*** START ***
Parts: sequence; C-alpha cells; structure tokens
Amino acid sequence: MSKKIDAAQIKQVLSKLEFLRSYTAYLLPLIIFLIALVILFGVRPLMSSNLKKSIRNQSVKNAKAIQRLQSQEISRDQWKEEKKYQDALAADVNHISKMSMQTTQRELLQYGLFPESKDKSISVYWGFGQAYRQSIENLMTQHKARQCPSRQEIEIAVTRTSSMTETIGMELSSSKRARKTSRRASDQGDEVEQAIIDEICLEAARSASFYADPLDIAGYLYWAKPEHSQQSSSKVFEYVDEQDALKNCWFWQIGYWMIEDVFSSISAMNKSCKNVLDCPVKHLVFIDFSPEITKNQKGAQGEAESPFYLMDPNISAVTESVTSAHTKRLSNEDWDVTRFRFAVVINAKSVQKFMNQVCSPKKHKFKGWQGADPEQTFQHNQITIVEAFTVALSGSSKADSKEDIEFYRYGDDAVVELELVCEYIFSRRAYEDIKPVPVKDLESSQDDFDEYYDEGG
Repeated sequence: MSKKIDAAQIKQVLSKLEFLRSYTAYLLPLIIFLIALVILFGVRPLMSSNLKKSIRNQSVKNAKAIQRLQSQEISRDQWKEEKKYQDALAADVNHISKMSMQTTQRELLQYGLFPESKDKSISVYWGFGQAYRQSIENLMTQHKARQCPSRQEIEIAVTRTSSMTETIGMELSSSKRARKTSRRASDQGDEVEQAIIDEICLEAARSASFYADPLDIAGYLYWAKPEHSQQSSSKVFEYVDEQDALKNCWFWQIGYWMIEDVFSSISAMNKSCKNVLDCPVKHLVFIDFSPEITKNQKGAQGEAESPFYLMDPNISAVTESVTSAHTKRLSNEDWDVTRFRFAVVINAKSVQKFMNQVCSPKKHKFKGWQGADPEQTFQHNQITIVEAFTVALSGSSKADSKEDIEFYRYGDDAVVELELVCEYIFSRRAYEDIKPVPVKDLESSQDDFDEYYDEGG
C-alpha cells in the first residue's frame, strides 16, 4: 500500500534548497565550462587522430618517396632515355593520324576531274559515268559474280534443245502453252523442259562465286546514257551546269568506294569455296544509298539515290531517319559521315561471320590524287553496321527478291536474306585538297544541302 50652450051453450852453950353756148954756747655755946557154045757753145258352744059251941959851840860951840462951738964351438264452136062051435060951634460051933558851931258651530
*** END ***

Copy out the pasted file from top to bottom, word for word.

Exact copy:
Parts: sequence; C-alpha cells; structure tokens
Amino acid sequence: MSKKIDAAQIKQVLSKLEFLRSYTAYLLPLIIFLIALVILFGVRPLMSSNLKKSIRNQSVKNAKAIQRLQSQEISRDQWKEEKKYQDALAADVNHISKMSMQTTQRELLQYGLFPESKDKSISVYWGFGQAYRQSIENLMTQHKARQCPSRQEIEIAVTRTSSMTETIGMELSSSKRARKTSRRASDQGDEVEQAIIDEICLEAARSASFYADPLDIAGYLYWAKPEHSQQSSSKVFEYVDEQDALKNCWFWQIGYWMIEDVFSSISAMNKSCKNVLDCPVKHLVFIDFSPEITKNQKGAQGEAESPFYLMDPNISAVTESVTSAHTKRLSNEDWDVTRFRFAVVINAKSVQKFMNQVCSPKKHKFKGWQGADPEQTFQHNQITIVEAFTVALSGSSKADSKEDIEFYRYGDDAVVELELVCEYIFSRRAYEDIKPVPVKDLESSQDDFDEYYDEGG
Repeated sequence: MSKKIDAAQIKQVLSKLEFLRSYTAYLLPLIIFLIALVILFGVRPLMSSNLKKSIRNQSVKNAKAIQRLQSQEISRDQWKEEKKYQDALAADVNHISKMSMQTTQRELLQYGLFPESKDKSISVYWGFGQAYRQSIENLMTQHKARQCPSRQEIEIAVTRTSSMTETIGMELSSSKRARKTSRRASDQGDEVEQAIIDEICLEAARSASFYADPLDIAGYLYWAKPEHSQQSSSKVFEYVDEQDALKNCWFWQIGYWMIEDVFSSISAMNKSCKNVLDCPVKHLVFIDFSPEITKNQKGAQGEAESPFYLMDPNISAVTESVTSAHTKRLSNEDWDVTRFRFAVVINAKSVQKFMNQVCSPKKHKFKGWQGADPEQTFQHNQITIVEAFTVALSGSSKADSKEDIEFYRYGDDAVVELELVCEYIFSRRAYEDIKPVPVKDLESSQDDFDEYYDEGG
C-alpha cells in the first residue's frame, strides 16, 4: 500500500534548497565550462587522430618517396632515355593520324576531274559515268559474280534443245502453252523442259562465286546514257551546269568506294569455296544509298539515290531517319559521315561471320590524287553496321527478291536474306585538297544541302 50652450051453450852453950353756148954756747655755946557154045757753145258352744059251941959851840860951840462951738964351438264452136062051435060951634460051933558851931258651530